http://www.straitstimes.com/Money/St...ry_407310.html

July 24, 2009 Friday

Eager buyers snapping up home deals

Lower prices, pent-up demand driving surge in sales of private homes

By Melissa Tan & Smita Krishnaswamy


THE current recession-defying surge in home sales is being driven by pent-up demand from local buyers with enough savings to swoop on lower-priced units and a determination to invest or upgrade.

These buyers are not acting on impulse but have been saving up for years.

Another key factor is the fear of missing the boat ahead of another property boom, The Straits Times has found after speaking to buyers and market analysts.

Last month, an all-time record of 1,825 private homes were sold, continuing a major upswing that started in February. The June figure exceeded that of August 2007 - the height of the last property boom.

On recent weekends, showflats have been crammed with families, couples and singles. Some want to buy a condo as an investment with prices still quite low; others wish to upgrade from HDB flats.

A few others have been renting condos in the hopes of picking up a bargain later, while another group is just browsing.

'I think that now is the right time,' said investor Therence Tay, an engineering firm owner in his 30s who bought a two-bedroom-plus-study unit at Changi condo The Gale on Sunday. He lives with his family in an HDB flat.

On average, such a unit is about 1,120 sq ft with a price tag of about $770,000, based on a price range of $650-$725 per sq ft (psf).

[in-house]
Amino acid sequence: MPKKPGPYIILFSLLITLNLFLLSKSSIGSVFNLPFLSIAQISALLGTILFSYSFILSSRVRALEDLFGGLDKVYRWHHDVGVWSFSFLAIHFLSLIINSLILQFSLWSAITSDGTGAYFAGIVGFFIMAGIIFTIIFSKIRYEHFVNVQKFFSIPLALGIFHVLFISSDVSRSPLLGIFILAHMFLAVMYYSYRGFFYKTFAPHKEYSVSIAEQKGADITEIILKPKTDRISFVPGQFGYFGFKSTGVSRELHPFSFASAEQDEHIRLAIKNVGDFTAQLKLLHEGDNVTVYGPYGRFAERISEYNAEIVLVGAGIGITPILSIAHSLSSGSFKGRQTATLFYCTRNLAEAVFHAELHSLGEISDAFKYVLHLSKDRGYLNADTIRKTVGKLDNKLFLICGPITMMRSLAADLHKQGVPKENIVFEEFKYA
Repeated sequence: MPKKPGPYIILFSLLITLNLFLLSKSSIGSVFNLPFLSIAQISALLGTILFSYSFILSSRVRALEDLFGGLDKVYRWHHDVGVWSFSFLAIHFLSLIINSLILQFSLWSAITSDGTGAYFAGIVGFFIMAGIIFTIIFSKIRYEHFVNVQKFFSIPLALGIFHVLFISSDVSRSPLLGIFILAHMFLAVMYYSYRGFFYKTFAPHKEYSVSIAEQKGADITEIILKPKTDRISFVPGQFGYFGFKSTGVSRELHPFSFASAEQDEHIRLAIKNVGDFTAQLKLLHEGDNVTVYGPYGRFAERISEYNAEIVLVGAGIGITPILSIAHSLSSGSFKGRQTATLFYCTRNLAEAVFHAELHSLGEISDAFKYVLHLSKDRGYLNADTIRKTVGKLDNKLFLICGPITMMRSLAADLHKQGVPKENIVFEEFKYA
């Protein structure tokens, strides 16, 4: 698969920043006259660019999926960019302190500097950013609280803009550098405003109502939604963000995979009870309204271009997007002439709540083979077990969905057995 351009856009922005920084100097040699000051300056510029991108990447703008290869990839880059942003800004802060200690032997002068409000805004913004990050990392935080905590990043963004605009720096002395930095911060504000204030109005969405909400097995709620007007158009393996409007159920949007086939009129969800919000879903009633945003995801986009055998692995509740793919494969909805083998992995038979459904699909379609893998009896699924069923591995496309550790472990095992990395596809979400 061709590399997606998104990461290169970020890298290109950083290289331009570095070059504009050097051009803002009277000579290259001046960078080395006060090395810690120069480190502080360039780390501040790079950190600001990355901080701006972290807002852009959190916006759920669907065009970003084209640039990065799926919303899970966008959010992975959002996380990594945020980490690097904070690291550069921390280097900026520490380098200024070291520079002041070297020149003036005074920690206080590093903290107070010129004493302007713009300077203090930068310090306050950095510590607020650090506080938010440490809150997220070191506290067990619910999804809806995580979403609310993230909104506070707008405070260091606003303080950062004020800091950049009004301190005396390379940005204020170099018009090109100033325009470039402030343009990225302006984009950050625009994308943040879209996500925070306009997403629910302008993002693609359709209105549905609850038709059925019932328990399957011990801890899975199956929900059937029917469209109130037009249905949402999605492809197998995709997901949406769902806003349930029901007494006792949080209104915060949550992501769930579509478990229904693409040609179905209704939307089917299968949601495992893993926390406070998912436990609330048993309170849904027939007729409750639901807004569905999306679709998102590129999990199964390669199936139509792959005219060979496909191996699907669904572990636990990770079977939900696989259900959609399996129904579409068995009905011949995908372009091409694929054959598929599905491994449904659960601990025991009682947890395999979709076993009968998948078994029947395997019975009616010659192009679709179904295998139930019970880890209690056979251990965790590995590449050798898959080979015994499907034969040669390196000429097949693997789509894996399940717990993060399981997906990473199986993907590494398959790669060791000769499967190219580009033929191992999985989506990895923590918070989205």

Mr Tay said in Mandarin that he had slogged for over a decade to save enough cash. 'Interest is very low from bank savings now, so we might as well put our money somewhere more useful,' he said.

A company chief operating officer, who asked to be known only as Mr Chan, 51, said he is in the middle of negotiations to buy a unit at Bukit Timah Road condo Ferrell Residences, where units are 1,840 sq ft on average and cost at least $3 million.

The Singapore permanent resident is mainly using his cash savings to buy the investment property. He will live there alone; his family lives overseas.

'I missed the boat in the last boom,' he said. 'By the time I decided to buy, prices were already $1,800-$2,000 psf. By then it was out of reach, and I was kicking myself very hard.'

Property consultants say a combination of pent-up demand and lower prices has sparked this strong sales streak, in contrast to the previous boom.

'The last property boom was fuelled by foreign demand for luxury and high-end homes from investors and speculators, which eventually filtered down to the mid- and mass-market segments,' said Colliers International property consultant Tay Huey Ying.

Dr Chua Yang Liang of Jones Lang LaSalle said: 'Some upgraders were excluded from the market during the last property boom due to high prices and there appears to be a correction now.'

Ms Chua Chor Hoon, a property consultant at DTZ Debenham Tie Leung, noted that the price gap between HDB flats and condos has narrowed.

For instance, an executive HDB flat in a prime location like Bishan costs up to $650,000, while some suburban condos with facilities are about the same price.

HDB upgrader Abdullah Muhamad, 50, a supervisor, who has a wife and four children, said that he wanted to buy a condo for his family while prices were still affordable.

He had saved for 20 years before buying a two-room condo unit on Sunday at [email protected] in Pasir Ris, which had 190 visitors that day. Units there are going for $670 psf on average. Mr Abdullah's unit cost him about $640,000.

'We liked the facilities here, and were worried that property prices will increase further,' Mr Abdullah said. Executive HDB flats in Pasir Ris have sold for over $500,000 in the past three months.

Also waiting for a good buy is Dr Phoon Kok Fai, 56, a professor at the Singapore Management University who is currently renting a condo.